I know house clearance, enough to know that whats not fit for auction gets dumped, and the boys on the van, simply by proximity, get first dibs. Working electricals for a start are very hard to shift because they have to be sold with proof of safety. Old records, books, calendars, matchbox collections(!); all the sentimental stuff also tends to get sifted en route to the tip.
I just ran across the road and interrupted the house clearance team working there. I wanted to at least beg the photographs, having never managed to get away from a visit there without being shown at least a couple of photos with long stories behind them. George was so proud of his pictures.
The awful thing is that George Stripple's wife Ellen is still very much alive. She was his senior by five or six years , became very frail some time back and now lives in an old folks home. George was a grafter, up at the crack of dawn, he never seemed to sit still. He fully expected to outlive her by a decade and I think thats what we all imagined.
They had no children.
He lodged his will with a solicitor.
The first thing they did was lock the doors and refuse entry to the property, even to people who had been given a key.
OK I understand that reaction, perhaps, when the only owner has passed away, but even the solitary nephew who held Ellen Stripple as she wept at George's funeral was barred from running errands on her behalf if they involved entering her property.
See this is the thing. I get that the house would have to be sold if it was in George's name alone and there was a matter of probate. I get that it has to be sold to pay Ellen's care home fees assuming her savings and George's have both been depleted. I very certainly disagree with that, but I comprehend.
What I don't get is how every possession gets treated like an asset, how an old lady, slightly dotty and ocassionally forgetful but very much alive, gets treated worse than a debtor with the bailiffs in, just because she needs care and her husband has passed away. Is that what our Nation has become, predators to the weakest?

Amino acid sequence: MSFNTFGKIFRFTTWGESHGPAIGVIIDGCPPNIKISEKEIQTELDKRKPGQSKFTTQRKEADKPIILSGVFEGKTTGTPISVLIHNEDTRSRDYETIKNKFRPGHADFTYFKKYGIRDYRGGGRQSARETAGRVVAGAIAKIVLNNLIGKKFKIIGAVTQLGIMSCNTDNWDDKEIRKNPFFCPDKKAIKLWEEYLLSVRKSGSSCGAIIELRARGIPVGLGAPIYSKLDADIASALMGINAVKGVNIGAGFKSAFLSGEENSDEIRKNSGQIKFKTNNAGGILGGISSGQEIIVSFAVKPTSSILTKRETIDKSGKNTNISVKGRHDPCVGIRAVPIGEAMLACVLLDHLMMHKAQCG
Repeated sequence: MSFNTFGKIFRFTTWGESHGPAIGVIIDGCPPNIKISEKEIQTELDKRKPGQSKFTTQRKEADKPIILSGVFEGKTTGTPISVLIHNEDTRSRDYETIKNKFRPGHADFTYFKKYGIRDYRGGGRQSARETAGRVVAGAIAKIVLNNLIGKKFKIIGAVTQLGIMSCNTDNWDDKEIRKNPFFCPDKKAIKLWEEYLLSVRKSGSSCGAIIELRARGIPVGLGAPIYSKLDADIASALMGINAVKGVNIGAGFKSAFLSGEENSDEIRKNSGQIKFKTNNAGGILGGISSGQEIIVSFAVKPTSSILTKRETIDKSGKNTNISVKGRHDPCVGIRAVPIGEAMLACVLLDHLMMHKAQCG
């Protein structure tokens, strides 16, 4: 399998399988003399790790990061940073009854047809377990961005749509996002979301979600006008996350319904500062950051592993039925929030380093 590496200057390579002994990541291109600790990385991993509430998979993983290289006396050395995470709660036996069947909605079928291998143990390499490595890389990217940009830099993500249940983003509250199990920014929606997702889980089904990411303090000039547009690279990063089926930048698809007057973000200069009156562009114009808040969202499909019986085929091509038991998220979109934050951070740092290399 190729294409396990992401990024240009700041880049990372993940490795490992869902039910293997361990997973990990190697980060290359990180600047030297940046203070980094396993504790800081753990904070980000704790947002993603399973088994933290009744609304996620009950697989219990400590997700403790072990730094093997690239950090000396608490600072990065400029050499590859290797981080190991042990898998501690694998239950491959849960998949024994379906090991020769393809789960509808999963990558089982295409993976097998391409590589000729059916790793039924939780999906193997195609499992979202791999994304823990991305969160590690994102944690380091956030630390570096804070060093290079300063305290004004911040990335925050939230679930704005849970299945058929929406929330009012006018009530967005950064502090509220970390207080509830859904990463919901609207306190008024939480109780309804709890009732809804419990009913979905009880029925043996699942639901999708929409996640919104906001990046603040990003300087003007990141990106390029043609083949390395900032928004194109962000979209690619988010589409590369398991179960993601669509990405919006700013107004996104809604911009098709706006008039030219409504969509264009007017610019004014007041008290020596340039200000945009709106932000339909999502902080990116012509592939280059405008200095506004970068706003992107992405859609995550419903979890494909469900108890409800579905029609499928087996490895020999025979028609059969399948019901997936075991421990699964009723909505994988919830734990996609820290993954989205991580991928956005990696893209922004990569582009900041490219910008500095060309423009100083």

Husband dead, dear? No-one home watching your stuff and reassuring you you'll be coming home soon, if you get teary? Never mind ducky, we'll just box it. flog most and fly tip the rest. Say 'Ta-ta' to 60 or 70 years of married life building up a home. No, no you can't have the anniversary clock to remember him by, nor his old moth eaten bedroom slippers. Sod off.
Lets face it, there are some things that mere Bailiffs can't and won't take. For clearance guys, on the other hand, everything* you've got is fair game. And unless I'm behind on some news, you don't even have to be dead yet.
*The only things they count as personal items and save (I found out today) are items like cards and letters, and the precious photographs. Not the frames of course, not even tuppeny matchwood ones. I mean that would involve according you some sort of fucking dignity wouldn't it; and we can't have that.
Heres a game for you - guess what sort of temper I'm in.